CHEER SECTION – Sitka High and Mt. Edgecumbe High School cheerleaders react to a successful free throw Tuesday night at Sitka High during the cross-town boys basketball game. Edgecumbe boys and girls teams each won their games against Sitka High. Stories on the hard-fought games are on page 4 of today’s Sentinel. The region tournament takes place in Sitka in mid-March. (Sentinel Photo by James Poulson)

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Daily Sitka Sentinel

Sen. Stedman Lauds Thursday’s Progress


Sentinel Staff Writer

Sen. Bert Stedman says he is pleased that this year’s legislative session, and a 24-hour special session, have ended with a balanced budget, a “reasonable-size” PFD, and additional funding for schools.

None of those accomplishments was in sight Wednesday when the House adjourned its regular session, or when the special session called by Gov. Dunleavy began Thursday morning.

“This is the first time in several years the budget has been balanced,” Stedman told the Sentinel today from Petersburg. “It would’ve been balanced last year, but we didn’t have the run of the Senate floor so we took measures so it wouldn’t happen again.”

Stedman is a co-chair of the Senate finance committee and a member of the Senate majority, which includes Republicans and Democrats.

The biggest achievement this year is a balanced budget, without drawing on savings, he said. Until the start of the special session Thursday the House and Senate were at an impasse mainly over the size of the Permanent Fund Dividend, and whether to draw down the Constitutional Budget Reserve for a higher dividend.

Stedman favored a 75-25 split, dedicating 75 percent to operations in the budget, and 25 to the dividend. House members favored a 50-50 split. The House position would have cost $1.7 billion.

“But there was no way we could cash flow,” he said. “And the Senate, we wanted a balanced budget, and we don’t want deficit spending. So we produced a 75-25 split: which is a $1,300 (permanent fund) dividend.”

The version approved will also mean an $84 million surplus; the budget favored by the House would have resulted in a $800 million draw from the CBR.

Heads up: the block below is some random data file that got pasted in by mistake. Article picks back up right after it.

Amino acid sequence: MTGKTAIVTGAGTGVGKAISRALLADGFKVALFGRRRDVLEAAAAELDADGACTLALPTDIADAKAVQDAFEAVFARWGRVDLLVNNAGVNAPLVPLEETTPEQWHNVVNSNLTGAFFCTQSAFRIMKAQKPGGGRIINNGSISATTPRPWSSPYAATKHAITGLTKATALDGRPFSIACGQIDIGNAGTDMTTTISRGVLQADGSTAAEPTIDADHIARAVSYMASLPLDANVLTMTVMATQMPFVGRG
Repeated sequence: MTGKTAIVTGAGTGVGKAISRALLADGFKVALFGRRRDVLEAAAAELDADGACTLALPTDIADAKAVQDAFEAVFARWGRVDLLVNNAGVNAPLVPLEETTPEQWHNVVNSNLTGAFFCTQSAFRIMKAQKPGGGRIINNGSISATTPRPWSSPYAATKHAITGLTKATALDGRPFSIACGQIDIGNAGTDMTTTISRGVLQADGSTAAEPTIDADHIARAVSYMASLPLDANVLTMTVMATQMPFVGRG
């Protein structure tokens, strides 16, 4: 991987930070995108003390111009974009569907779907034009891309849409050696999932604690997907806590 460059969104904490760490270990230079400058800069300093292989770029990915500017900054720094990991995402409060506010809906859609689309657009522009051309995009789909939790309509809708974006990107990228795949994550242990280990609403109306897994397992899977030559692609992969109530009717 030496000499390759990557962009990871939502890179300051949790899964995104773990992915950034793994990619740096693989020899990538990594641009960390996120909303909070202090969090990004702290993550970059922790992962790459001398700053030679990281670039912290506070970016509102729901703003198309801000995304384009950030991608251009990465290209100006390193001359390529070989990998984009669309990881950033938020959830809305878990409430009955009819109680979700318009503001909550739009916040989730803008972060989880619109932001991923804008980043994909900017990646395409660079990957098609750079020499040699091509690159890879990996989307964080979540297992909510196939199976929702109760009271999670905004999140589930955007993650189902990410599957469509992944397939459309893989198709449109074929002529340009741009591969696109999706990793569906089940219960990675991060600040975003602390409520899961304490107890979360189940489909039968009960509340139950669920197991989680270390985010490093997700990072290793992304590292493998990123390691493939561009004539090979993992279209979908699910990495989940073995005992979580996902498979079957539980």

“Running those deficits, we would be in a position where we could possibly lose the dividend or have a dividend that’s just minuscule,” Stedman said.

The budget also includes a one-time $170 million increase for school funding. It’s a 14 percent increase for education, but does not represent a permanent increase in the base student allocation.

“The BSA itself is under review, to increase that. That is under statute and that is in the works,” Stedman said. The Senate sent a proposed BSA increase to the House, “and we’ll see what they do next year. There is more data coming from individual school districts to the Department of Education so we can better refine what the BSA should actually be so we’re not re-adjusting in the dark. Funding this year could become the new base number.”

On the capital expense side of the budget the Legislature concentrated funds on deferred maintenance and matching fund programs.

“There’s not a lot; the Senate did not put in individual projects,” Stedman said. “We were fighting with the House not to do that, and to concentrate on statewide major maintenance issues, including schools, buildings, roads and the university. We were unable to agree on that – we had an additional 24 district projects added by the House to the budget yesterday to conclude the session.”

Stedman added that $5 million was proposed toward the electrification of cruise ships. “We’ll start moving that forward, and we’ll benefit from that,” he said, adding that Ketchikan has already started adding infrastructure toward that goal.

“Sitka’s on the radar, Ketchikan, Juneau and Skagway,” Stedman said. “This is just the beginning of the endeavor to get cruise ships plugged in and on hydro, and to get their generators shut down (while in port).”

Stedman thinks the governor will sign the budget, with some adjustments.

With the special session behind him, Stedman is looking ahead to fall, when the governor may call a special session on “a fiscal plan for the state (which) means taxes to be able to pay a bigger dividend.”

“I’m not too excited about that, but we’ll see how it goes,” Stedman said. 

Other work is needed on education issues such as the BSA, teacher salaries and the teachers retirement system, he said. 

Stedman said he is also looking forward to a summer with no special sessions, for the first time in three years. 


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At a Glance

(updated 9-12-2023)

By Sentinel Staff

The state Department of Health and Social Services has posted the following update on the number of confirmed COVID-19 cases in Alaska as of 8:57 a.m. Tuesday, September 12.

New cases as of Tuesday: 278

Total cases (cumulative) statewide – 301,513

Total (cumulative) deaths – 1,485

Case Rate per 100,000 – 38.14

To visit the Alaska DHSS Corona Response dashboard website click here.

COVID in Sitka

The Sitka community level is now "Low.'' Case statistics are as of Tuesday.

Case Rate/100,000 – 152.50

Cases in last 7 days – 13

Cumulative Sitka cases – 3,575

Deceased (cumulative) – 10

The local case data are from Alaska DHSS.






February 2004

Photo caption: White Elephant Shop treasurer Ginny Cushing presents a $1,300 check to Monica Bettis, Sitka Community  Hospital long-term care activities director, and Kathy Inman, long-term care manager at the hospital. The donation is to be used to buy a wide-screen TV for the long-term unit.


February 1974

Photo caption: Gov. William Egan presents trophies to the all-tourney team in the Sitka American Legion Invitational Basketball Tournament. From left are Brad Sele, Klukwan; Gene Short, Ketchikan; David Harnum, Sitka Arrowhead Truckers; Terry Friske, Klukwan; and Jay Levan, Sitka American Legion.


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